In your case the TA is a parent with no qualifications which means it'd likely just be an 'easy' lesson. A lot of TAs though have qualifications which mean that they could take the class. Usually it'd be a Senior or Higher Level TA but I've worked with TAs before who are actually qualified teachers. It is so difficult to find a job as a teacher in a primary school setting now that I know a lot of TAs who have QTS.
If you have concerns about it though maybe talk to the school.

ScaredBear Fri 07-Oct-11 19:00:45

Message withdrawn at poster's request.

wantstosleepnow Fri 07-Oct-11 19:02:28

I dont really have concerns as such, the children seem perfectly happy with it.


If schools start doing this more and more and if it is allowed, and if the schools are saving money on supply teachers, and it happens more and more, then where do you draw the line?

Salmotrutta Fri 07-Oct-11 19:03:54

Again Stranded that doesn't happen up here as all PGDE graduates have a guaranteed induction (probation) year post. Unless of course they choose to do their probation on supply.

wantstosleepnow Fri 07-Oct-11 19:05:34

Thinking about it now and getting worked up , I think it will take some sort of crisis, with a publisised mistake made by a TA before this sort of practice is reviewed.

I think it is fine is a TA has a qualification in teaching, but if you have no experience of taking a class, no matter what level of other qualification you have, then you may not know how to handle a tricky situation.

KatAndKit Fri 07-Oct-11 19:08:38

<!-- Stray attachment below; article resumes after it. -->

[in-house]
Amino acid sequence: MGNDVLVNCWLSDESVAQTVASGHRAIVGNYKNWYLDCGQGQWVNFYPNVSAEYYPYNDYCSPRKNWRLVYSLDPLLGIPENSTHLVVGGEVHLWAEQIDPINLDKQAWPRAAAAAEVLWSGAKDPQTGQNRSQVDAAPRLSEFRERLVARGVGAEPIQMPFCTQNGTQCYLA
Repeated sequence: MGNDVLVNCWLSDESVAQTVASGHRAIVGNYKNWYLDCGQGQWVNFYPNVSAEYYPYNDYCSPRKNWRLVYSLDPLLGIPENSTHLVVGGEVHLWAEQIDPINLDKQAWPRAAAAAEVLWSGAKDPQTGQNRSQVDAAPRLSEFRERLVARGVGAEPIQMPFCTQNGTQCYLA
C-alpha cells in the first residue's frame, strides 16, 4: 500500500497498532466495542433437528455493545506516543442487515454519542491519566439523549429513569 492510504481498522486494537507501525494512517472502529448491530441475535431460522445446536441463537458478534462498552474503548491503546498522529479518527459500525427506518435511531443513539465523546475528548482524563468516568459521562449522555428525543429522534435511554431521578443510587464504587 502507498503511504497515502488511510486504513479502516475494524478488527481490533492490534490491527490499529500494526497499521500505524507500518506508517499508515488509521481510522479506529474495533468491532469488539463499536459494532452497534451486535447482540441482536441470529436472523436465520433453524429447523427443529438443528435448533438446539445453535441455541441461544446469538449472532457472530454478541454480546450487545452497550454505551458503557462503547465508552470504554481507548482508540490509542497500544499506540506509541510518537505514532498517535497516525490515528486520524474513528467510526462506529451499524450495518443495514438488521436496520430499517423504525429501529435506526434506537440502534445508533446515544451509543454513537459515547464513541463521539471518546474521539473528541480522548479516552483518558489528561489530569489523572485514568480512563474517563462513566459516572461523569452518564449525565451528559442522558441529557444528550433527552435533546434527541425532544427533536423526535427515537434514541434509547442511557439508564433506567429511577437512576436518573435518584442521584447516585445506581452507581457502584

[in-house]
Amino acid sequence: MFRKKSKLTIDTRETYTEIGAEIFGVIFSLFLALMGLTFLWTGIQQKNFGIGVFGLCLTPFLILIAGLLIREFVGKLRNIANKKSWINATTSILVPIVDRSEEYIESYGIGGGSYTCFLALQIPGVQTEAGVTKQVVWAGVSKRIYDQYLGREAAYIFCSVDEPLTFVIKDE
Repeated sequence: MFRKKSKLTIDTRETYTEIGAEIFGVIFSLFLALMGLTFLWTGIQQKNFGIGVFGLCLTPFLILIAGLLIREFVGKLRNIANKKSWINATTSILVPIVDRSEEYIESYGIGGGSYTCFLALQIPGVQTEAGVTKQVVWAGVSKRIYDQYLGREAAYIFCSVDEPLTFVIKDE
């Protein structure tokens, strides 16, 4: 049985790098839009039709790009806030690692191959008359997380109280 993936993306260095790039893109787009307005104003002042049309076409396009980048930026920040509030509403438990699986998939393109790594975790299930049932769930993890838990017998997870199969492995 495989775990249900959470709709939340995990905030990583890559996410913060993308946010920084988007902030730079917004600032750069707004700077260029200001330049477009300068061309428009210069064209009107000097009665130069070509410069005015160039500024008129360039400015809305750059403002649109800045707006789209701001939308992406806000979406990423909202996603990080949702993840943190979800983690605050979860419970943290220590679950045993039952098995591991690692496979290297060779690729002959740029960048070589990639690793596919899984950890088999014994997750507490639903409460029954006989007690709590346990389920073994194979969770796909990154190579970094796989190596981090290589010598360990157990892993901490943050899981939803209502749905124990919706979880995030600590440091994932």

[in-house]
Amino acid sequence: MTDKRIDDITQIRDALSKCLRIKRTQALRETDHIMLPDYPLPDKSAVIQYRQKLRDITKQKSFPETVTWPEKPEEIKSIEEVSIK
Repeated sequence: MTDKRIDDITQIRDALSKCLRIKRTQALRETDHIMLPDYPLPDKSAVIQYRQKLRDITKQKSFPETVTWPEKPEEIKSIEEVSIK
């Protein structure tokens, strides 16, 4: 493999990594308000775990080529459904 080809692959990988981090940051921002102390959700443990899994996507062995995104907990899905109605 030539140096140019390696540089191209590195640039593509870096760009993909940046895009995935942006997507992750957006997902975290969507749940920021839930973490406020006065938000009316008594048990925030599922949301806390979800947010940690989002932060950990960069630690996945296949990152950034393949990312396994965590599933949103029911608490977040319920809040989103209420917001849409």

If a TA has a qualification in teaching, they should be paid as a qualified teacher, at least for that lesson, even if they are paid as a TA the rest of the time. If they don't have a qualification in teaching I don't care what level TA they are, I disagree with it entirely.

It is just costcutting. Schools don't want to employ a teacher for the PPA hours.

KittyFane Fri 07-Oct-11 19:08:52

This has happened for a good number of years now.
Teachers cannot be asked to cover for teachers on top of their own timetable. Cover supervisors are a cheaper option for schools.

begonyabampot Fri 07-Oct-11 19:10:34

My friend is a TA and qualified to take classes by herself. She is highly educated and does a better job than some of the teachers. It sounds dodgy but really depends on the TA.

KittyFane Fri 07-Oct-11 19:11:18

Kat It is just costcutting. Schools don't want to employ a teacher for the PPA hours. Don't want to or can't afford to? I agree it's all down to money.

KittyFane Fri 07-Oct-11 19:11:51

True begony smile

hocuspontas Fri 07-Oct-11 19:12:11

The worst part of a TA covering (apart from earning a fraction of what a supply teacher would earn) is that the TA usually doesn't get a 'TA' of her own to help because they won't get anyone else in to cover herself. (If you get my drift). So the school budget wins twice shock

ScaredBear Fri 07-Oct-11 19:12:25

Message withdrawn at poster's request.

LynetteScavo Fri 07-Oct-11 19:12:39

This TA maybe "one of the mums from the class who has only been a TA for a year" but do you know what qualifications/experience she has?

Lots of people want TA jobs, as they seem to fit in nicely with school holidays, so many TA's are qualified, as the competition for posts is so fierce. I don't know of any TA's who have no relevant training or qualifications. The reception TA may have extensive early years training. Reception is still classed as early years, but I would expect more than one adult to be supervision 30 children.

My DC have had PPA time covered by a yoga teacher(and TA), a dance teacher (and TA) a cover teacher (who couldn't keep the class engaged) and a TA. The experienced TA was the best of the lot.

I wouldn't be happy with only having one adult in a reception class! But if there were two experienced TAs then pre-planned circle time/PSHE and free flow for one after noon isn't exactly rocket science.